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United States Department of Agriculture

Agricultural Research Service

Title: Chemical Status Of Selenium In Evaporation Basins For Disposal Of Agricultural Drainage.

Authors
item GAO, SUDUAN
item Tanji, K. - UC DAVIS
item Dahlgren, R. - DESERT RES INST, RENO, NV
item Herbel, M. - UC RIVERSIDE

Submitted to: Chemosphere
Publication Type: Peer Reviewed Journal
Publication Acceptance Date: March 9, 2007
Publication Date: April 24, 2007
Citation: Gao, S., Tanji, K.K., Dahlgren, R.A., Herbel, M.J. 2007. Chemical Status Of Selenium In Evaporation Basins For Disposal Of Agricultural Drainage. Chemosphere.

Interpretive Summary: Evaporation basins are widely used for disposal of agricultural drainage water in the hydrologically closed Tulare basin of the San Joaquin Valley in California. The high levels of selenium (Se) in the drainage water, however, have been an environmental concern because of its potential toxicity to migratory waterfowl. Selenium toxicity largely depends on its concentration as well as species and there have been no quantitative measurements for drainage disposal basins. This study determined Se concentration and speciation or chemical status in water and sediment in two evaporation basin facilities in Tulare Lake Drainage District. Results showed that these evaporation basins were able to reduce Se concentration in surface waters from agricultural drainage water inputs. However, biochemical transformations resulted in higher percentage of reduced species as selenite and organic Se that are more toxic than the dominated oxidized selenate species in drainage water from agricultural fields. The intensity of these transformations varied from basin to basin. Sediment served as a sink to immobilize Se. The results from this study provide important information to consider in developing sustainable agricultural production system in the San Joaquin Valley of California.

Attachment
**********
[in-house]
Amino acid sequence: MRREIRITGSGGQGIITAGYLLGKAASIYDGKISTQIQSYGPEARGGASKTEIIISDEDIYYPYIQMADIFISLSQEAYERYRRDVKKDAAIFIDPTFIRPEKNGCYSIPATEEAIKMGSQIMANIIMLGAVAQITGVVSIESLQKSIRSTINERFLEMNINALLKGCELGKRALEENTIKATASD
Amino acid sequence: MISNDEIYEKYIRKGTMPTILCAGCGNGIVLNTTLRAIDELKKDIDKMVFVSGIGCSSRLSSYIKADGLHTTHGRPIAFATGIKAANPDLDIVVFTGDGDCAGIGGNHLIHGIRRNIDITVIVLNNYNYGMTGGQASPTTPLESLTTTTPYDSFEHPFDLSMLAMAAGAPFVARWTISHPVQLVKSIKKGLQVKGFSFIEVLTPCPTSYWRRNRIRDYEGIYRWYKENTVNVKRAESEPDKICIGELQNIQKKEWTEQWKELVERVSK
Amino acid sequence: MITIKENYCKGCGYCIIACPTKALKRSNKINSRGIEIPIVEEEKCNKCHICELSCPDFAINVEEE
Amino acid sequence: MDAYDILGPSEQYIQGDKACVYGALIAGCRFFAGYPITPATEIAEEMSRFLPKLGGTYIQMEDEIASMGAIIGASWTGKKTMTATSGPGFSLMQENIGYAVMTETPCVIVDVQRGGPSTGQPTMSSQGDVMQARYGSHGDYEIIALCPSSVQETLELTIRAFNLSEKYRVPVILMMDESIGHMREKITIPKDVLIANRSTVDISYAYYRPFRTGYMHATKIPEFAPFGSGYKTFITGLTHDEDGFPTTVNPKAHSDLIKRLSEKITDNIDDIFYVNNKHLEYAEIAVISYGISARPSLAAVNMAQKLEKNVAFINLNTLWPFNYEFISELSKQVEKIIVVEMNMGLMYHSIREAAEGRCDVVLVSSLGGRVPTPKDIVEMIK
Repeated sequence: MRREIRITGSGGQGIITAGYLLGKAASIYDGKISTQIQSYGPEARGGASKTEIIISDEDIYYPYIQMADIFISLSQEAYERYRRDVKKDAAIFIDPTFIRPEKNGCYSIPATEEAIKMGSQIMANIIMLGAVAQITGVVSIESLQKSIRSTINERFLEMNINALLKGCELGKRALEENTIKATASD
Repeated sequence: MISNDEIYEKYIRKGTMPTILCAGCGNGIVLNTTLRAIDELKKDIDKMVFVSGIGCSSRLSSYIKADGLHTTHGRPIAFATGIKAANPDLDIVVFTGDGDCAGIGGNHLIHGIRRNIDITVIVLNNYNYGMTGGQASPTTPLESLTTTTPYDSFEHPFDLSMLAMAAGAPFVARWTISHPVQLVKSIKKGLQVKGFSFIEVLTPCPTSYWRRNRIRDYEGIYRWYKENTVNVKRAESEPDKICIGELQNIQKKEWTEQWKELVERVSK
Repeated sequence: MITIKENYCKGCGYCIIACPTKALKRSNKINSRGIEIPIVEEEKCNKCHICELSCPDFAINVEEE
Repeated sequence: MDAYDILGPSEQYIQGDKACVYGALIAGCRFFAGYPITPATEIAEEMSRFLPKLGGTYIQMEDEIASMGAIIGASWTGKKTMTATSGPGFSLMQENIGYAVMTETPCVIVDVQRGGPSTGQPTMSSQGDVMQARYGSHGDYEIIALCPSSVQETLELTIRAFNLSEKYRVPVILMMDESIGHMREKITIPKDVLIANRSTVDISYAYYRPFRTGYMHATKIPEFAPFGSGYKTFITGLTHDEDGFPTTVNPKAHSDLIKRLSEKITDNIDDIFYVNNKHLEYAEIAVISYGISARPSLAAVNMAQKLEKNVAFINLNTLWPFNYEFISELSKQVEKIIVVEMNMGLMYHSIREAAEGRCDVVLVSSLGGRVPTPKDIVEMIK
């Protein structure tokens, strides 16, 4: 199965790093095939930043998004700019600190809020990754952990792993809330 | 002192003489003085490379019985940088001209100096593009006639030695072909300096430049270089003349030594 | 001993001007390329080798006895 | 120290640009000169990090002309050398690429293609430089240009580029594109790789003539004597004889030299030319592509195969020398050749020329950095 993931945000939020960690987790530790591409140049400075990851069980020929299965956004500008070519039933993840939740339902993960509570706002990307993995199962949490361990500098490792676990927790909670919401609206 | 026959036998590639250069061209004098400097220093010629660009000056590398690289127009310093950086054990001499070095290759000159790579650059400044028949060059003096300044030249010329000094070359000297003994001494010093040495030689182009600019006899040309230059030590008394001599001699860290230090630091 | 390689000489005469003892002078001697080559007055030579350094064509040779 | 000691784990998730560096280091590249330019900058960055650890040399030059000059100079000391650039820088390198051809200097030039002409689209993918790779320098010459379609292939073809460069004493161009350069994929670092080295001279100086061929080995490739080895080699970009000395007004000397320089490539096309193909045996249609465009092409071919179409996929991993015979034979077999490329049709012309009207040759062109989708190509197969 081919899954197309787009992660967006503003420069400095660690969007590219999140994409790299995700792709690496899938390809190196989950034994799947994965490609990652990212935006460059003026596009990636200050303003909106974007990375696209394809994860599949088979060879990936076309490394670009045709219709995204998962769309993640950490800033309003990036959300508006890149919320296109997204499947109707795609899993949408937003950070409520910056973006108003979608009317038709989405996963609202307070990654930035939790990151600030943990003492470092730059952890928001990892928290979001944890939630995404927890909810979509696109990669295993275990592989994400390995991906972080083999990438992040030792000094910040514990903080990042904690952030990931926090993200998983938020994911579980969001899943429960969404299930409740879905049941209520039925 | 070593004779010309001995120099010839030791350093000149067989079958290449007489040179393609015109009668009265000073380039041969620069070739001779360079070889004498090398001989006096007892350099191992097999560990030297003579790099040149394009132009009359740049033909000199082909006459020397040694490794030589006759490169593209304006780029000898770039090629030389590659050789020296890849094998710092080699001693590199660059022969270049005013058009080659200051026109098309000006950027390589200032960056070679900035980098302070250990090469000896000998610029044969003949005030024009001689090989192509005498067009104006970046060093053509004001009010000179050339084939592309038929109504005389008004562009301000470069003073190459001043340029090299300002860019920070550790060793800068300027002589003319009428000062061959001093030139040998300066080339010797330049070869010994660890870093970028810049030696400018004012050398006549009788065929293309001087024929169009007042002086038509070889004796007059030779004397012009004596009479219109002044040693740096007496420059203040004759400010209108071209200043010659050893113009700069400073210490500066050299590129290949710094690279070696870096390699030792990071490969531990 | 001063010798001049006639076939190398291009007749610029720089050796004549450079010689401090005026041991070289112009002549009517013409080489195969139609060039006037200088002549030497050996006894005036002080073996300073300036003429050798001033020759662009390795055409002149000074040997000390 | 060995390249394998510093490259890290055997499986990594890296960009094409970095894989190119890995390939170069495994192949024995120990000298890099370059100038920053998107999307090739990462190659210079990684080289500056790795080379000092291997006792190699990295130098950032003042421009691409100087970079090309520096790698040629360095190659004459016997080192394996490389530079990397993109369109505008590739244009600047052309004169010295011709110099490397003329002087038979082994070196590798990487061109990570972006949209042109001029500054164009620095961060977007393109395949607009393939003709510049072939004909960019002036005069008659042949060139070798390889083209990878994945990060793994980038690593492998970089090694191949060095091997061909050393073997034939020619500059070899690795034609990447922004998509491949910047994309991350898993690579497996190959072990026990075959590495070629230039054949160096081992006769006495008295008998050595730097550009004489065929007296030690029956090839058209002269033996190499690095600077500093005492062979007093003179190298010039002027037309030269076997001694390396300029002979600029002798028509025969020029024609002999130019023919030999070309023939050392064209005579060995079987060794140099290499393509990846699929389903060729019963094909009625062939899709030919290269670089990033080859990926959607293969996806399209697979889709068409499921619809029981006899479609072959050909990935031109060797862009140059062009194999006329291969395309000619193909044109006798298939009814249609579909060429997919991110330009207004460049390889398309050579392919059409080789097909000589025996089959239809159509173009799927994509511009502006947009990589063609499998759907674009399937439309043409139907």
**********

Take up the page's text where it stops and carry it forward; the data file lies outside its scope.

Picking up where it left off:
Technical Abstract: Evaporation basins (or ponds) are the most commonly used facilities to dispose selenium (Se)-laden agricultural drainage in the closed hydrologic basin portion of the San Joaquin Valley in California. However, there is a continuous concern on potential risk of Se in evaporation basin waters to water birds. In this study, we determined Se concentration and examined the chemical status of Se in both waters and sediments in two currently operating evaporation pond facilities in Tulare Lake Drainage District. Some of the saline ponds have been colonized by brine-shrimp (Artemia) that had been harvested since 2001. Se speciation including selenate (SeVI), selenite (SeIV), and organic Se (org-Se or Se–II)] in waters and soil extracts, and fractionation (soluble, adsorbed, organic matter (OM) associated, and Se(0) and other resistant forms) in sediments and organic-rich surface detrital layers from the decay of algal blooms were determined. Selenium in these vascular plant-absent ponds exhibited similar behavior as in vascular plant-present wetland systems, indicating that similar Se transformation processes and mechanisms had resulted in Se immobilization and the increase of reduced Se species [SeIV, org-Se and elemental Se (Se0)] from Se(VI) dominated inlet drainage water. Selenium concentrations in most pond waters were significantly lower than the influent drainage water. This decrease of Se concentration, however, was accompanied with an increase of reduced Se species. Selenium accumulated the most in sediments of the initial pond receiving drainage water. Brine-shrimp harvesting activities did not affect Se speciation but may have reduced accumulation in surface detrital and sediments.

Last Modified: 9/10/2014
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